Satish Shukla: Very true. Value system goes a long way in building great organisations indeed. So, you have seen the entire robotic ecosystem evolve in India and we have also seen that in last 5 to10 years India has done a pioneering work in digital public infrastructure. The way in which a common man today can open a bank account with their Aadhar within a minute or the way in which the entire vaccine distribution was done with the Cowin app. This has set an example for the world of how technology can be used in a democratic space to effectively deliver public services. Despite this we haven’t seen a lot of deep tech startups from India. Why do you think that is?
Jalaj Dani: So deep tech I must say is a word I have been hearing now for about a year or so and it makes me wonder what deep tech is all about because if we come back to the topic of why we are here today which is robots and we see the kind of work that Addverb has been able to do. As you say human robot possibilities, I think getting a lot of data using the data to improve outcomes is something robotics I think preceded as far as deep tech is concerned and AI is concerned. Today we are hearing many more people wanting to do this in other sectors. But that is definitely not something we have seen happening in other parts of the world if you ask me. So, there are pockets where this has happened. The vision of our leadership in Delhi the Geo moment that happened where data was so accessible and the young population that wanted to adopt the technology. Today we can say with pride that as far as digital access is concerned very few Indians are now left out and the ones who are left out will also be included. So, we will see many more Indians participating in this building up of information database is concerned and what is deep tech? Deep tech is nothing but bringing this data together and using it over and over again. So, when you talk of LLM and things like that or even when you talk of autonomous vehicles, we have seen all that through our journey at Addverb over all these years.
Satish Shukla: That’s a very interesting take. we all know that India needs to create a lot of jobs and for sure deep tech will play a very critical role in creating a lot of those meaningful jobs. So, I remember the first time when I walked into Asian Paints and when I walked out of campus, I got my posting at Rohtak, and I didn’t even know where Rohtak was. It was a small town in Haryana and then I called up some of my alumni in Asian Paints and asked what is going to happen to me as I studied in Mumbai.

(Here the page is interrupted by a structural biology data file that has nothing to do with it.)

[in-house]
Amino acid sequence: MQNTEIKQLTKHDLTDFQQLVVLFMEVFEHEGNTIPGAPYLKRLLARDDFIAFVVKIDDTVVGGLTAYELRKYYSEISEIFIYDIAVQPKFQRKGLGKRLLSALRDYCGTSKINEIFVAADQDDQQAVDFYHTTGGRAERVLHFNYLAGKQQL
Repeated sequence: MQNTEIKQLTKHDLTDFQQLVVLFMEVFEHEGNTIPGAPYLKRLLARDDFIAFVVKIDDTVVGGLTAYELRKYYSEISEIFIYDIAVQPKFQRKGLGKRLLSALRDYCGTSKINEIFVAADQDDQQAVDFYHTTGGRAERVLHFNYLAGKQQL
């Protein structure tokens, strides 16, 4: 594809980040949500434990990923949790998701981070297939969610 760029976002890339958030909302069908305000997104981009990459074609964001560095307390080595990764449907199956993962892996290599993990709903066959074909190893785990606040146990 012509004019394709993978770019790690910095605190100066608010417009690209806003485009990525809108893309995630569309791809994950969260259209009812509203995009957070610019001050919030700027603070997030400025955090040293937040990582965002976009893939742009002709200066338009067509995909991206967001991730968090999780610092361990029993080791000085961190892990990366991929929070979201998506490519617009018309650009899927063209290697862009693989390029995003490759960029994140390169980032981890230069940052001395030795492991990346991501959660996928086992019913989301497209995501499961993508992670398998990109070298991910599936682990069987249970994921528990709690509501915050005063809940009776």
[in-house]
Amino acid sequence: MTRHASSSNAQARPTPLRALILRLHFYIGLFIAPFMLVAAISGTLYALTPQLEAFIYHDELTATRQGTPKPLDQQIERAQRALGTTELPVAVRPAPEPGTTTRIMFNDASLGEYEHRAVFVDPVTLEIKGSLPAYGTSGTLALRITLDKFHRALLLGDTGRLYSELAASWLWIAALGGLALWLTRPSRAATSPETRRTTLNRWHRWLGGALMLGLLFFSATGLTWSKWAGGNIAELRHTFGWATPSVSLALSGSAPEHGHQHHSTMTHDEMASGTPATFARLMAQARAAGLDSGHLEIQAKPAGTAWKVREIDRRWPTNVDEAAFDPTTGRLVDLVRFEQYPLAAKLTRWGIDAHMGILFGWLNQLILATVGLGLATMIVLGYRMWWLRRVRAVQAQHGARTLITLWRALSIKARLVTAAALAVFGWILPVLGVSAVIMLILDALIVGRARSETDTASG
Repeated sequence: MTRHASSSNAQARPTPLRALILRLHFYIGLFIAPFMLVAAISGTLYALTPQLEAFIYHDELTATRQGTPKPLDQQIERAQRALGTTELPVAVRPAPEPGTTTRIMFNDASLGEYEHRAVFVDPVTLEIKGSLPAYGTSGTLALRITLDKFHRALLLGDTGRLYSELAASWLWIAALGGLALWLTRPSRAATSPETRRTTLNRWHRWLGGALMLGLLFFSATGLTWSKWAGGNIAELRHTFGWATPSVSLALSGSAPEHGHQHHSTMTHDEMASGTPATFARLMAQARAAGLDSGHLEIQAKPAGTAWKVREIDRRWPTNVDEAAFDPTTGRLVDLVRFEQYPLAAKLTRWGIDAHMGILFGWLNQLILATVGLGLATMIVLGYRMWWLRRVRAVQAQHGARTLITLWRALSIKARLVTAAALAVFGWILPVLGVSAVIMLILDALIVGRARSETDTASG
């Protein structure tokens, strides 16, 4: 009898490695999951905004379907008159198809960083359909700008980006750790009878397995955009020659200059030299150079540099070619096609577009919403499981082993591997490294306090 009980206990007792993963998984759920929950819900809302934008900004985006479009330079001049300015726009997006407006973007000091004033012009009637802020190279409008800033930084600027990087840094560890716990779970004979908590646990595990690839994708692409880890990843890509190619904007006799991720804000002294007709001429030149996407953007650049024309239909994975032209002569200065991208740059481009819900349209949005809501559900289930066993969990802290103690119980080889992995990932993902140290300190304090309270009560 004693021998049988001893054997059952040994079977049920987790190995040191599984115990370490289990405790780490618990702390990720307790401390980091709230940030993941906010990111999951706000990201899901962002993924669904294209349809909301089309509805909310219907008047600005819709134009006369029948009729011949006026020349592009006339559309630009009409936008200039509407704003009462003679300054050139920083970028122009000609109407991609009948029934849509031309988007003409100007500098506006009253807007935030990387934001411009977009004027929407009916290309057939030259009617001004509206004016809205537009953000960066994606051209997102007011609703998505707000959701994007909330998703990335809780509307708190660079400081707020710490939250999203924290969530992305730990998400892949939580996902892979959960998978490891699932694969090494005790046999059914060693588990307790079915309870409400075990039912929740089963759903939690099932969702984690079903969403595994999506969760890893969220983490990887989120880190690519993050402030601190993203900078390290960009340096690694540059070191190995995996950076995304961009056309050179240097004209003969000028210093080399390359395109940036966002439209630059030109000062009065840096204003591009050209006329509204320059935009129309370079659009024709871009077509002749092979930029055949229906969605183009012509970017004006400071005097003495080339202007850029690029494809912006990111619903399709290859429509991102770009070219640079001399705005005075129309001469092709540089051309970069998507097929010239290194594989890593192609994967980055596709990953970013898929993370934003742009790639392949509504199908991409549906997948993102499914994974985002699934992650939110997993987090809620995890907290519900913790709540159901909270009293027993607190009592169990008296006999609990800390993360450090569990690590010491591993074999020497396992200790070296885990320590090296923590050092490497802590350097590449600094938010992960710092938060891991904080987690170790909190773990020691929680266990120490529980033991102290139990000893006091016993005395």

Jalaj Dani: So, I’ll just interject you here. This was in mid 2000s. We had just set up a factory which was fairly modern in Sriperumbudur at Asian Paints but the next factory we wanted to set it up in Rohtak what you are referring to. And I remember we wanted to buy 130 acres of land and it was in Haryana and Haryana at that time was only real estate development. So, I remember actually going to the chief minister of Haryana at that time and telling him that we want to set up the world’s largest and the most advanced paint factory and I want 130 acres and he couldn’t understand what it meant. So, he kept on asking me, are you sure you are not going to set up a real estate project because that’s what. And that’s what he kept on asking and then I must say with pride team Asian Paints both manufacturing engineering supply chain and everybody else the top leadership team they created something that I remember when the factory was inaugurated you were there at that time and the tower that we had, the silos that we had, actually the leadership team of Haryana climbed all the way up to actually see what our 130 acres factory looked like but they could even see further because actually that was their constituency. So transformational work could be done was difficult for somebody coming out of an institute, but I think it was most unlikely that anybody else could also see the future at that time but, sorry to interrupt you.
Satish Shukla: So, I never knew that story of how that factory came into being and the view that you’re talking about from silo was very beautiful and I think everybody there made it a point to get the view of the entire city from that silo, it was just like a wow, if I have to sum it up. So, as I was saying when I got to know that I was going to be posted at Rohtak that I called up my alumni and I was really afraid, and I asked them what is going to happen I had studied in Mumbai for two years and now I have to go to Rohtak that gets in Haryana. I didn’t even know where it was on a map, and then I vividly remember they told me, don’t make any pre-conceived notion just go there and you will experience something magnificent so I went there and I walked into the gates of the factory, we have this this 130 acre factory and saw robots, ASRS and a huge conveyor lines and I was like oh my god, have I reached into a mega factory of the National Geographic show, it looked simply very beautiful, very elegant. The way in which different automation systems came together, and the robots were working in tandem was simply amazing.